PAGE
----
Approval for Public House Redevelopment

10.11.2014

Planning approval is given for a residential development at the Rose and Crown. The bespoke development will see eight dwellings constructed within the curtilage of a Grade II listed public house, set in the picturesque Leicestershire village of Tilton on the Hill.

New homes will be constructed and parts of the pub will be converted to provide a mix of family and starter homes. The new homes seek to reference the local vernacular, both in terms of materials and detailing, in order to respect the conservation area and the historic setting.

As part of the development, the public house will also be sensitively refurbished in order to retain and enhance it for future generations.

New plans for Coalville Town Centre

10.11.2014

Retail-led development in Coalville receives planning. Located on a prominent site in Coalville Town Centre, six retail units of varying size with some restaurant / café space are proposed.  Landscaping includes 164 car spaces, a separate dedicated service area and an urban rain garden.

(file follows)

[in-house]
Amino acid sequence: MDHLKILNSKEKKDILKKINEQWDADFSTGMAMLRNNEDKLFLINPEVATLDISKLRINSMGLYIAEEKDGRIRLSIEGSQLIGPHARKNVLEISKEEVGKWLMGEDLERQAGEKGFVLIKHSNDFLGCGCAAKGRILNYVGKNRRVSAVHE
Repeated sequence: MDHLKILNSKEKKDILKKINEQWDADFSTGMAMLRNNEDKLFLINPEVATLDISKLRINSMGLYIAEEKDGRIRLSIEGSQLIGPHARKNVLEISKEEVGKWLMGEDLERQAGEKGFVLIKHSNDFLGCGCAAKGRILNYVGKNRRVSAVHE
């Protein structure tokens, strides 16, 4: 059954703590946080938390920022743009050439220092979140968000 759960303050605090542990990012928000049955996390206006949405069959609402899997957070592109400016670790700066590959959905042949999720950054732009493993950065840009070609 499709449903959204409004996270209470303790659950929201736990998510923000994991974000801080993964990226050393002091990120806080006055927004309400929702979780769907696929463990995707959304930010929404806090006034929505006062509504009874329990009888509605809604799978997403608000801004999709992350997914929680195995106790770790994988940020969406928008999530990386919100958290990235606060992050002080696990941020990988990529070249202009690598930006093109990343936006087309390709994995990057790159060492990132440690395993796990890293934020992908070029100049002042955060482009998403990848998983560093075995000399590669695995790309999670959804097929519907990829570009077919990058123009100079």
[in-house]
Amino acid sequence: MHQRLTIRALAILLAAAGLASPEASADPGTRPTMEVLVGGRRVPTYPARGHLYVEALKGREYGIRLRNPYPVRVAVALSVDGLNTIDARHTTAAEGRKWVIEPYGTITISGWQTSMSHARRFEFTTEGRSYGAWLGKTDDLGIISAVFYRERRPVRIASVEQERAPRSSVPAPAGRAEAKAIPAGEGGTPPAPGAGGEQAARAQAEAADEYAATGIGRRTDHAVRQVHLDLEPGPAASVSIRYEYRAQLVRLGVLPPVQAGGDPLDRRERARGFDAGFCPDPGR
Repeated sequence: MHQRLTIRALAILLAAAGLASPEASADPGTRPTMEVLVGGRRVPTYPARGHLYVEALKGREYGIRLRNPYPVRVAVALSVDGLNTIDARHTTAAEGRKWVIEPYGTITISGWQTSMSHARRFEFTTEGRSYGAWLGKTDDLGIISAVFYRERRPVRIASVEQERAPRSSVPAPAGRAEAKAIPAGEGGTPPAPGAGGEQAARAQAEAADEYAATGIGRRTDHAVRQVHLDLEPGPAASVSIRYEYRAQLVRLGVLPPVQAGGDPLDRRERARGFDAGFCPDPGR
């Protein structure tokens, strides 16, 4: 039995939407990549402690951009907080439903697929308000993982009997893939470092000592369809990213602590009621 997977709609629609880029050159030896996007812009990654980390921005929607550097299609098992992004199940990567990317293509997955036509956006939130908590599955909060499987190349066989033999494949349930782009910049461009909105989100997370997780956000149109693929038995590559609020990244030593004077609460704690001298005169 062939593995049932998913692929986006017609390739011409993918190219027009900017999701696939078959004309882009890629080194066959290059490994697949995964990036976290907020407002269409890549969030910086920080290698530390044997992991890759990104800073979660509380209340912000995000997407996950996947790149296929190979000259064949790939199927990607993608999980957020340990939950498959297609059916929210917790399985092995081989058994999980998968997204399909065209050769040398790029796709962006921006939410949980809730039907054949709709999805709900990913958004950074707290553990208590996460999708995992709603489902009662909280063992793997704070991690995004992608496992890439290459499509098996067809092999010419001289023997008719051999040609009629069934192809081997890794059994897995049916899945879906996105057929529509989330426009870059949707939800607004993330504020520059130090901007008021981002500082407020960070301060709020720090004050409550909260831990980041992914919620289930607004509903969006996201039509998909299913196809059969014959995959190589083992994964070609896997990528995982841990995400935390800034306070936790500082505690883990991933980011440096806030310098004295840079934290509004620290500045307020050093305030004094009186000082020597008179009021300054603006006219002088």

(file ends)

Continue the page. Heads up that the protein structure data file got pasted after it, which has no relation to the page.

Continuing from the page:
Approval for Bath Grounds

10.11.2014

Regeneration proposals for Ashby’s Historic Bath Grounds receive Planning Approval.

Planning Approval and Listed Building consent has been given for the highly sensitive mixed use regeneration project. The scheme incorporates the renewal of Ashby’s historic Bath Grounds and the refurbishment and extension to the Grade 2* listed Royal Hotel.

The proposals also include new commercial development comprising a kiosk and principal building to accommodate restaurants, a pool, sauna and a gym.

MUJI Islington opens its doors

10.06.2014

We are delighted to announce that the new MUJI store in the N1 centre, Islington, London was officially opened in June.

Project Shortlisted for Brick Award

10.06.2014

We are pleased to announce our River Island Store on Clarence Street, Kingston upon Thames has been shortlisted for a Brick Development Association Award.

Brickwork was chosen for the new building to maintain and enhance the visual quality of its immediate context.  The design of the Clarence Street elevation where openings to each floor are expressed differently was strongly influenced by the proportions, scale and materiality of the existing street scene.

The building was designed to maintain maximum flexibility for future adaptation and the building was designed to generate 12% of the energy use on-site through photovoltaic panels fixed to the roof and the rear elevation.